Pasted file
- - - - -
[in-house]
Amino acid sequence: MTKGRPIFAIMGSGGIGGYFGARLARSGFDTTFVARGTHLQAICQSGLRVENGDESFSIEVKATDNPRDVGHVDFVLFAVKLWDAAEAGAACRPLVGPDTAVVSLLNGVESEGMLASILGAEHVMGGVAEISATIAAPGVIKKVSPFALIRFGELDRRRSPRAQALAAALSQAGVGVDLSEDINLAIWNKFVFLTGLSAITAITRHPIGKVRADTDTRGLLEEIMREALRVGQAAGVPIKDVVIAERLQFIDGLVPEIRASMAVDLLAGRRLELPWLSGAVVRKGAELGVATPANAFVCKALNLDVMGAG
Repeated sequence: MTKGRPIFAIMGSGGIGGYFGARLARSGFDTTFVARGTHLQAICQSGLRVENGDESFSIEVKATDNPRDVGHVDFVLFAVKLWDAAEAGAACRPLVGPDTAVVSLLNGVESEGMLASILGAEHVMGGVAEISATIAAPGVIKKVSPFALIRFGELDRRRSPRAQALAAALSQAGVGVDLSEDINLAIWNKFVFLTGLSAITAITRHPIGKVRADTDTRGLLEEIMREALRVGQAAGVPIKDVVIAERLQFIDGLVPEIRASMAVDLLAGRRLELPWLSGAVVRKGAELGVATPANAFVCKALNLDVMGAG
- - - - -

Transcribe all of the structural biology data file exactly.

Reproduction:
[in-house]
Amino acid sequence: MTKGRPIFAIMGSGGIGGYFGARLARSGFDTTFVARGTHLQAICQSGLRVENGDESFSIEVKATDNPRDVGHVDFVLFAVKLWDAAEAGAACRPLVGPDTAVVSLLNGVESEGMLASILGAEHVMGGVAEISATIAAPGVIKKVSPFALIRFGELDRRRSPRAQALAAALSQAGVGVDLSEDINLAIWNKFVFLTGLSAITAITRHPIGKVRADTDTRGLLEEIMREALRVGQAAGVPIKDVVIAERLQFIDGLVPEIRASMAVDLLAGRRLELPWLSGAVVRKGAELGVATPANAFVCKALNLDVMGAG
Repeated sequence: MTKGRPIFAIMGSGGIGGYFGARLARSGFDTTFVARGTHLQAICQSGLRVENGDESFSIEVKATDNPRDVGHVDFVLFAVKLWDAAEAGAACRPLVGPDTAVVSLLNGVESEGMLASILGAEHVMGGVAEISATIAAPGVIKKVSPFALIRFGELDRRRSPRAQALAAALSQAGVGVDLSEDINLAIWNKFVFLTGLSAITAITRHPIGKVRADTDTRGLLEEIMREALRVGQAAGVPIKDVVIAERLQFIDGLVPEIRASMAVDLLAGRRLELPWLSGAVVRKGAELGVATPANAFVCKALNLDVMGAG